So ROI and payback period is definitely not in the range that has been highlighted over here. Further well balanced systems (irrespective of orientation) can be easily in the range of 5-7 years. Which is not bad, compare to YoY bank interests rate are in range for 7-9% for loan or 3-5% for fixed term deposits.
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0 # please be clearerRichard 2012-05-24 00:15
We are very interested in what you have to say be could you rephrase so that we can understand your points.A main cost is install labour, it is never a trivial expense, get a quote and find out for yourself, I can barely understand any of the rest of your commentcheersRi chard
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0 # Sunny!Colin 2012-02-28 17:39
its not about sun its about light, these panels work on cloudy days. Light hours is more important than 'is it sunny where you live?'
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0 # Sunny!Richard 2012-02-28 20:49
Yes Colin, if there are photons of the correct frequency impinging on a panal in the correct way they will be collected. however if a cloud is in the way of the sun there will be less photons to collect and therefore less electricity will be generated. True it is about light hours but also the intensity of the light hours.
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0 # Please updateAnne Thomas 2012-01-13 09:33
You will need to update this today in the light of the appeal, but your costs are very high. Prices have dropped significantly. The energy saving trust calculator is hopelessly wrong according to our real data for the north of Scotland, giving twice as long pay back time as we are actually likely to get. We got 3100kWh last year from a 3.5 kW system. This now costs about £10000.
Other discrepancies
1. Solar PV panels are more efficient when colder (20 degree optimum), so although there is less light they are more efficient in the north
2. The EST calculator takes no account of RPI (guaranteed for FITs) or energy price increases over 25 years. A bank would not be allowed to give such misleading figures.
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0 # re Please updateRichard 2012-01-13 09:59
Hi Anne
Can you send me some hard facts and a full study on this and I will be happy to do a full case study on this using this data, provided that it is verified and factual. How efficient do you say the cells are?
my data suggests a 3.5kWp system will provide 2268 kWh per year. so if the true number is 3100, based on more efficient cells and with the install cost is £10,000, then yes the article needs to be revised. I look forward to the data.
All the best
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0 # re please updateRichard 2012-01-13 21:50
pity about FITS!!!!

Have a look at this link

Most seem to be quoting about 3 kWh per day on average for a 3ish kWp system. This is entirely consistent with the article above

Your daily average power gen is so much better than most of these. We find that the efficiency difference of solar cell with temperature across the UK is very small sub one percent, and at the very most light conversion efficiencies are 14% for a reasonably priced system.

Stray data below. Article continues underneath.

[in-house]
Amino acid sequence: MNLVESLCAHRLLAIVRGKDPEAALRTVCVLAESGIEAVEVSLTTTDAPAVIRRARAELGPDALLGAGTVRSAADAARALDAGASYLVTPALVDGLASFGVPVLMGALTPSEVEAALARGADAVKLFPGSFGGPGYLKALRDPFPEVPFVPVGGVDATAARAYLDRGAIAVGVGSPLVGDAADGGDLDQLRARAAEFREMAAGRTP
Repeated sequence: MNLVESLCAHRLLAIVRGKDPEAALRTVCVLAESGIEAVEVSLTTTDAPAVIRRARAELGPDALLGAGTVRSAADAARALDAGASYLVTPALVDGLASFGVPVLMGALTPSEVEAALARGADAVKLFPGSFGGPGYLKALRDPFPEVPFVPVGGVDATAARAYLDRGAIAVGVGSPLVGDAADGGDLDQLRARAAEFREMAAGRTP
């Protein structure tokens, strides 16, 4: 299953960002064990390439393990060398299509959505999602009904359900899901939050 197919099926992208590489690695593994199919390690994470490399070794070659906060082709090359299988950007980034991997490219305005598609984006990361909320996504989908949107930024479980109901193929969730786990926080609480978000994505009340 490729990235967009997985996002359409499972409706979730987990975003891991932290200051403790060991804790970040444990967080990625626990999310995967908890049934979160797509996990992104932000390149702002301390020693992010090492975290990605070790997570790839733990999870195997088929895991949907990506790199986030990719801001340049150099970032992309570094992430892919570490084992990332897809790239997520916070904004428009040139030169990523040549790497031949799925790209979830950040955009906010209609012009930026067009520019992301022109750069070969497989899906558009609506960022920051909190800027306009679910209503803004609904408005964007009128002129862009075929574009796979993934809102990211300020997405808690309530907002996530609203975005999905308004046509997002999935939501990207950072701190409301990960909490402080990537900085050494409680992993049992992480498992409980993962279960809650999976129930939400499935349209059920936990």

Sincerely do you have some tips for others??

Also we cannot find an install cost as cheap as you suggest, nearest we can find is £16,000 for 3.5 kWp. But we agree they have come down in prices and we have added a new price to the article £5,500 for 1 kWp.

We keep being told the payback quoted here is too long, but no one provides any evidence. We like facts.
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0 # updatedRichard 2011-10-11 18:43
We have updated this article and included FITS data, at long last!
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-1 # Out of dateSeb 2011-10-11 10:20
This information is hopelessly out of date and misleading. Payback is typically 8-10 years.
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0 # Confused about out of dateRichard 2011-10-11 09:40
Hi Seb
please quantify what you are saying, are your comments based on solar technology or on the feed in tarriff scheme in the United Kingdom. The Feed in tarriff scheme does indeed provide a much better payback time and it probably is about 8-10 years as you say. But it is a market distortion and is likely to be tempory, it pays 5 times (about) the market rate for the green electricity. The article above is based only on the physics of solar cells, invertor efficiency, the sun, your geography installation cost and the standard electricity tarriff. In this context the only thing that can make the above out of date is much more efficient solar cells, from 12% efficient to over 50%. This has not happened.
all the best
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0 # FITSDaniel 2010-11-29 15:00
According to some, the new Feed-in-tariffs makes solar a bit more positive in terms of investment. Any chance of updating this page with FITS included in costings?
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0 # FITSRichard 2010-12-08 18:15
This is on the to do list and you are of course correct. I do wonder how long FITS (feed in tarriffs) will last however. So if I do an ROI calc it must assume the FITS endure. I bet they won't. Thoughts are very welcome